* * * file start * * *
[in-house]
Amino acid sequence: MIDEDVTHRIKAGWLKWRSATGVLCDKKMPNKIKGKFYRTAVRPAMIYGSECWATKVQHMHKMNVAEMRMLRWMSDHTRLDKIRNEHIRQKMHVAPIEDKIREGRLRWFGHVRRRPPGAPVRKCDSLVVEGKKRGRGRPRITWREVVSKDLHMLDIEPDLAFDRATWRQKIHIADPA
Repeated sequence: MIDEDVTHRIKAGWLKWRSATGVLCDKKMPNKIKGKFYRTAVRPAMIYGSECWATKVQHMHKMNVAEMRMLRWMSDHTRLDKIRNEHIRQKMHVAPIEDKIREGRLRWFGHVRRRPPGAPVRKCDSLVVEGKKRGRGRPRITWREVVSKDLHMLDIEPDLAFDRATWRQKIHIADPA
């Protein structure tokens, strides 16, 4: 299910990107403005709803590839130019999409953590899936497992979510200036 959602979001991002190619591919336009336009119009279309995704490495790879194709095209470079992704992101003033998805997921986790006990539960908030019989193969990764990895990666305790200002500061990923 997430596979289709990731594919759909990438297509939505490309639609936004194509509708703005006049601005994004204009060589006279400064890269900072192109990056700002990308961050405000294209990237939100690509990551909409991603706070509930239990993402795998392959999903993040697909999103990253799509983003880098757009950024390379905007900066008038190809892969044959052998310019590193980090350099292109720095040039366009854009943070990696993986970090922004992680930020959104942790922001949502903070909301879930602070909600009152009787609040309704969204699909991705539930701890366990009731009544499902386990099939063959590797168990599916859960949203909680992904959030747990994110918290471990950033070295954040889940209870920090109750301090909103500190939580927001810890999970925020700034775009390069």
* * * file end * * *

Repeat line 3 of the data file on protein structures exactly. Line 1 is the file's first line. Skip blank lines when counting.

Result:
Repeated sequence: MIDEDVTHRIKAGWLKWRSATGVLCDKKMPNKIKGKFYRTAVRPAMIYGSECWATKVQHMHKMNVAEMRMLRWMSDHTRLDKIRNEHIRQKMHVAPIEDKIREGRLRWFGHVRRRPPGAPVRKCDSLVVEGKKRGRGRPRITWREVVSKDLHMLDIEPDLAFDRATWRQKIHIADPA